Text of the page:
Domestic Violence Advocates Sign on to Amicus Brief Questioning Validity of "Parental Alienation" Defense
Published on Nov 30, 2011 - 12:20:36 PM
By: California Partnership to End Domestic Violence
SACRAMENTO, Nov. 30, 2011 - The California Partnership to End Domestic Violence (the Partnership), the statewide domestic violence coalition, has signed on to an amicus brief filed last week concerning the case McRoberts v. Superior Court of Los Angeles County. The brief concerns a case in which custody of three children was transferred from their mother, Segalit McRoberts, to their father, despite evidence of his sexual abuse of two of the children.
During the thirty days in which Mr. McRoberts had sole custody, the children were not allowed to see their mother. The children were turned over to their father based on a defense of "Parental Alienation Syndrome" (PAS). PAS is a widely discredited phenomenon commonly invoked in family court proceedings, in which a parent who has been accused of abusing either the children or their spouse, claims that the abuse victim is intentionally "alienating" the children from him or her. The American Psychological Association does not include PAS in its Diagnostic and Statistical Manual of Mental Disorders, because there is no scientific evidence of its existence.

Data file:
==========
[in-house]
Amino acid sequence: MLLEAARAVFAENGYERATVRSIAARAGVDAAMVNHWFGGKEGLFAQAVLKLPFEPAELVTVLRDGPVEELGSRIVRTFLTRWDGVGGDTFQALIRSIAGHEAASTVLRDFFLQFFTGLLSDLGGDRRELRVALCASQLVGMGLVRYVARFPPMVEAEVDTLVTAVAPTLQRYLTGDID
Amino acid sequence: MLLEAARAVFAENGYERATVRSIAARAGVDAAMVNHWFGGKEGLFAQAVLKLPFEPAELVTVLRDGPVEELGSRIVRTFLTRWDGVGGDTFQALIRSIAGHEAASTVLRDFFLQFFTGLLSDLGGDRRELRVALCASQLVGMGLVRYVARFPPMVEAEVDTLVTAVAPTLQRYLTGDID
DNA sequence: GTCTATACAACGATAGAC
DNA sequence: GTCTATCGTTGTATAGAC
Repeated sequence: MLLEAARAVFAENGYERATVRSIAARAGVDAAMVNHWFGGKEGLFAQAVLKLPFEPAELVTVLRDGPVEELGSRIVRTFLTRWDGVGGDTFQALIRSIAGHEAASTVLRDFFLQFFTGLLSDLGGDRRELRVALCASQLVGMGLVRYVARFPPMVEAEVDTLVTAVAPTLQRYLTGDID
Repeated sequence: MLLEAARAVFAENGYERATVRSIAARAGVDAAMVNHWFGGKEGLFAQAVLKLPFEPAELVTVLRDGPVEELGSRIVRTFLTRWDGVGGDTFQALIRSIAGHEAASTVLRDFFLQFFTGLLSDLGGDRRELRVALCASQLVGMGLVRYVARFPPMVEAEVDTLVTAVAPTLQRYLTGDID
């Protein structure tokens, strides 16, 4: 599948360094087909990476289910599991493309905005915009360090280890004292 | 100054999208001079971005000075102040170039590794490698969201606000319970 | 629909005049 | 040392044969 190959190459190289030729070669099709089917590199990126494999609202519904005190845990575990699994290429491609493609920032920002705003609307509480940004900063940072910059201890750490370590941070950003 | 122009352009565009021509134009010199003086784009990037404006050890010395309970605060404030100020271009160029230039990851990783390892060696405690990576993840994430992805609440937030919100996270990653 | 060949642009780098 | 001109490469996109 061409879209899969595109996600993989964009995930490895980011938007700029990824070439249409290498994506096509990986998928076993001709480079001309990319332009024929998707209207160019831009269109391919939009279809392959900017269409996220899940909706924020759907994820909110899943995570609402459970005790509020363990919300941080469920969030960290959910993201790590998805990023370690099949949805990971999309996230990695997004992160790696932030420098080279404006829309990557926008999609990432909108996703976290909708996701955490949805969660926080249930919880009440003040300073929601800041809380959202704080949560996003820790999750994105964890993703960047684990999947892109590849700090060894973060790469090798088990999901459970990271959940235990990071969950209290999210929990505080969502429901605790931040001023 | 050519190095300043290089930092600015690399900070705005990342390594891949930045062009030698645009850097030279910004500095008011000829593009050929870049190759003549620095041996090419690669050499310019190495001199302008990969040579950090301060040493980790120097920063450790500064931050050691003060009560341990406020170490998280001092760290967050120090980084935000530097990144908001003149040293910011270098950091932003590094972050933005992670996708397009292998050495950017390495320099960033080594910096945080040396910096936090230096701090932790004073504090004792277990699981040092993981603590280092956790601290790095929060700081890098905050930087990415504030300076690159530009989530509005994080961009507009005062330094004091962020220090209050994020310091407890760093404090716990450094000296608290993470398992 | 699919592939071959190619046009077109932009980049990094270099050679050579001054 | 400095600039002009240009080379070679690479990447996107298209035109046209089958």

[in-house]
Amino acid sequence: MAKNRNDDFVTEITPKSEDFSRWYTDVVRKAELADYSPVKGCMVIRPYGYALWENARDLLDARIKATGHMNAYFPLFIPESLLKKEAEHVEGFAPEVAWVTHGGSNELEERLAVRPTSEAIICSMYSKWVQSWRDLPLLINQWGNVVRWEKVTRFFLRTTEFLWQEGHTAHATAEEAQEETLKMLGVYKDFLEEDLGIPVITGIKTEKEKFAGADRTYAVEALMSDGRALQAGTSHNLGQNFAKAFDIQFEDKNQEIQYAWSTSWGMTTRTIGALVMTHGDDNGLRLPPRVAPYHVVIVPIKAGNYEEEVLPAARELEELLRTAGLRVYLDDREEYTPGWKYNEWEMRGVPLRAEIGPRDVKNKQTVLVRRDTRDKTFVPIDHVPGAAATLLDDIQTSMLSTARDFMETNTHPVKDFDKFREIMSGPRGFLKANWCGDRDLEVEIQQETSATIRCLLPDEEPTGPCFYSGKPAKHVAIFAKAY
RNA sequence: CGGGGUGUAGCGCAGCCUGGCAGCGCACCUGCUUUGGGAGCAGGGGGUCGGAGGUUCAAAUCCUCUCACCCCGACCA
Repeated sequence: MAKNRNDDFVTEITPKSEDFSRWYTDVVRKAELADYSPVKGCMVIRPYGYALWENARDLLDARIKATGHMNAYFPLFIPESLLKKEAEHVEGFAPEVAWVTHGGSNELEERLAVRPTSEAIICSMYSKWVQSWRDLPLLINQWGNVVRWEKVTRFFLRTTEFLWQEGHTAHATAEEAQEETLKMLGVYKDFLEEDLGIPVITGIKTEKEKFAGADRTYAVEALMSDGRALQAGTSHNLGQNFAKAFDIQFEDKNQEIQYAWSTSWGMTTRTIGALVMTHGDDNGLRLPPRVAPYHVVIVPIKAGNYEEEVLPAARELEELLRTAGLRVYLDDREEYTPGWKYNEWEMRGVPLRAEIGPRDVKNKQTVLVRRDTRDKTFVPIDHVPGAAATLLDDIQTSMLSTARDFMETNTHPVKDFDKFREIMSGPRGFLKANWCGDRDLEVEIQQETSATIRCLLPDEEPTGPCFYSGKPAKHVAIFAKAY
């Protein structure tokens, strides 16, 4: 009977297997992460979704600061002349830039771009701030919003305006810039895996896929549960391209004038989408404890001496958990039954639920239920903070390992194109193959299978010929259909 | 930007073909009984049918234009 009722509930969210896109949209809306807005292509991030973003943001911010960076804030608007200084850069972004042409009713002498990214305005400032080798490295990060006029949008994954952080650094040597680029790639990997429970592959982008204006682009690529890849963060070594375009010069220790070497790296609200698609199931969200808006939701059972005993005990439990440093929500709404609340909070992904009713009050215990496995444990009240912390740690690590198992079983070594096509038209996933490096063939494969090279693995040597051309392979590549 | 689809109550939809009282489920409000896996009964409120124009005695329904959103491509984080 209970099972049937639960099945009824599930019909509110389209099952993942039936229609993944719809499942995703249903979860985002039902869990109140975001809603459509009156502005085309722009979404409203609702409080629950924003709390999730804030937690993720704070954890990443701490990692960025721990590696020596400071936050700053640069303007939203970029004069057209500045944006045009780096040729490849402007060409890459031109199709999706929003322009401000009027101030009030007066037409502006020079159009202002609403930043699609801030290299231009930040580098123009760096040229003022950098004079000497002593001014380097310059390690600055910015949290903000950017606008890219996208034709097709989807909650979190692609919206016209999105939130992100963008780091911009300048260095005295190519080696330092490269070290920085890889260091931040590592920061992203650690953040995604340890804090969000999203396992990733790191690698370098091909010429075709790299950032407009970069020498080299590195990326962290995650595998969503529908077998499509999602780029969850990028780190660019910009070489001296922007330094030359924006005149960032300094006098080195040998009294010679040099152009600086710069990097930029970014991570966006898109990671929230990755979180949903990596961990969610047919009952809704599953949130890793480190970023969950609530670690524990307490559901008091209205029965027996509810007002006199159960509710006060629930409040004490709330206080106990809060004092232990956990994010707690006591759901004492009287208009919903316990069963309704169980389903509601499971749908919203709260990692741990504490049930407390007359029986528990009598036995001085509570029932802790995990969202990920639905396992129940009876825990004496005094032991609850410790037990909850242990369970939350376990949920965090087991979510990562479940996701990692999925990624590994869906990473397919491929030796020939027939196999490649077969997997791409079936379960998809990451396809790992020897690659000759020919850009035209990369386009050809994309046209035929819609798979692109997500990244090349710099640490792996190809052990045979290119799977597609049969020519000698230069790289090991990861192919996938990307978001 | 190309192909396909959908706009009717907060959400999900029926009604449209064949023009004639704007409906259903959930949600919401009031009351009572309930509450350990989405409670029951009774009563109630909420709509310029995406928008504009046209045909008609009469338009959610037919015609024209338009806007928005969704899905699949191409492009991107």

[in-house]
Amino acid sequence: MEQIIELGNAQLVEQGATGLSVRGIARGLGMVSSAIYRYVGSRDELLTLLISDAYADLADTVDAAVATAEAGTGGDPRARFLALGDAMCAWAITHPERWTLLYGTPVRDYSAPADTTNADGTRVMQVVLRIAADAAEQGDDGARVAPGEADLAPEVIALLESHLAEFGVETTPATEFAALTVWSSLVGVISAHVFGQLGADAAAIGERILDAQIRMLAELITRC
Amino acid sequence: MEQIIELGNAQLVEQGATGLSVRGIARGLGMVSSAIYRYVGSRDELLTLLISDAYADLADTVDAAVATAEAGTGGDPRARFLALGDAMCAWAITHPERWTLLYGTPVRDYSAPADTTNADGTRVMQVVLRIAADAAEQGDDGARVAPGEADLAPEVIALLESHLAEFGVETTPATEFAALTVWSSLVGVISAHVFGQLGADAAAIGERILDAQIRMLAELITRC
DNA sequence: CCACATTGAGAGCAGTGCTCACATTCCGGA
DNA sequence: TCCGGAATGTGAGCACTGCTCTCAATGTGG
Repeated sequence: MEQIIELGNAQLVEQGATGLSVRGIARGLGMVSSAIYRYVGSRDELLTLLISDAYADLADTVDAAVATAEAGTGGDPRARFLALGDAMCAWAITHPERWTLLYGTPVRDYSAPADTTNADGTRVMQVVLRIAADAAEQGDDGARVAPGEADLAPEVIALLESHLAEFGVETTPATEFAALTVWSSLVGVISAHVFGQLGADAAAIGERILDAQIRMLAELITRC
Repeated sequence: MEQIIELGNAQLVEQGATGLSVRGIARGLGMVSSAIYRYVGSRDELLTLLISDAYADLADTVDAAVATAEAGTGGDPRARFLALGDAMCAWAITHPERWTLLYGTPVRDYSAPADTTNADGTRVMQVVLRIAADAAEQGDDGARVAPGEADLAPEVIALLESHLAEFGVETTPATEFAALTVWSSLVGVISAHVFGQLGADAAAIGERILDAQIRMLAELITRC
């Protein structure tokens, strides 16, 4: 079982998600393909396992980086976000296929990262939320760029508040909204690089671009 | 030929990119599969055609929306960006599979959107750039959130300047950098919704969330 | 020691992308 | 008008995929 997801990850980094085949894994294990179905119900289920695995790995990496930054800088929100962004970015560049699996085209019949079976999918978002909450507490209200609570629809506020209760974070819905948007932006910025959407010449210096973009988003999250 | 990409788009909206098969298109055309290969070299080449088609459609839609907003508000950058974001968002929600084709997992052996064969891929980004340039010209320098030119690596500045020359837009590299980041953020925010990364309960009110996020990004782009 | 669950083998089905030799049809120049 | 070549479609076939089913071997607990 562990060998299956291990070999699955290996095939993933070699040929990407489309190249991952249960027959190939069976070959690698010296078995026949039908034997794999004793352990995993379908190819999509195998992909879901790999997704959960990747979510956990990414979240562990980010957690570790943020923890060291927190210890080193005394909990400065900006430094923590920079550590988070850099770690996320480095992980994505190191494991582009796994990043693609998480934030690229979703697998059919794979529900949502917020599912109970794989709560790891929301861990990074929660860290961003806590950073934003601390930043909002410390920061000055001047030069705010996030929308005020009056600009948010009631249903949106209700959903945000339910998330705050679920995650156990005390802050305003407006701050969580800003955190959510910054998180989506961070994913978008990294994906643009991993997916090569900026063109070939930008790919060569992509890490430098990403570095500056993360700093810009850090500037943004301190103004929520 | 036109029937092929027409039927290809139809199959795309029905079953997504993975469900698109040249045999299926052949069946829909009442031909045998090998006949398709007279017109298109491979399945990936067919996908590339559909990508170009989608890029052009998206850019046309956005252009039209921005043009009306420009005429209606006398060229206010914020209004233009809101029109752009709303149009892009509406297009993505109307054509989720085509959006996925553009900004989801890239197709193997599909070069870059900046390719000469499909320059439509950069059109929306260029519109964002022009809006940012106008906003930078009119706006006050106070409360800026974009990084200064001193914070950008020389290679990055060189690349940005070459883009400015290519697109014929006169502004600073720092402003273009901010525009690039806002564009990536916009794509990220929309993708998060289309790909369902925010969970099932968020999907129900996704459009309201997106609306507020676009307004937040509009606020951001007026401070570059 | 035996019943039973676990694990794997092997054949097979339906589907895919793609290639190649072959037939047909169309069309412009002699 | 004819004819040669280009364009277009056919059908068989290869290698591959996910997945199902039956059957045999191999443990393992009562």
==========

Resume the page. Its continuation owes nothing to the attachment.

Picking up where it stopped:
PAS is often used by abuse perpetrators in court as a way of exerting control over their victims, and manipulating divorce and custody proceedings. The Partnership's Executive Director Tara Shabazz said that her organization joined the amicus brief because of the history of bogus PAS defenses being used to undermine domestic violence victims in court.
"Parental Alienation Syndrome does not exist," she said. "It's a travesty to see children taken from their mother and turned over to an abusive parent, as happened in the McRoberts case. It's time for the family court system to recognize that PAS testimony can't withstand scientific or legal scrutiny."
To read the full amicus brief, click here.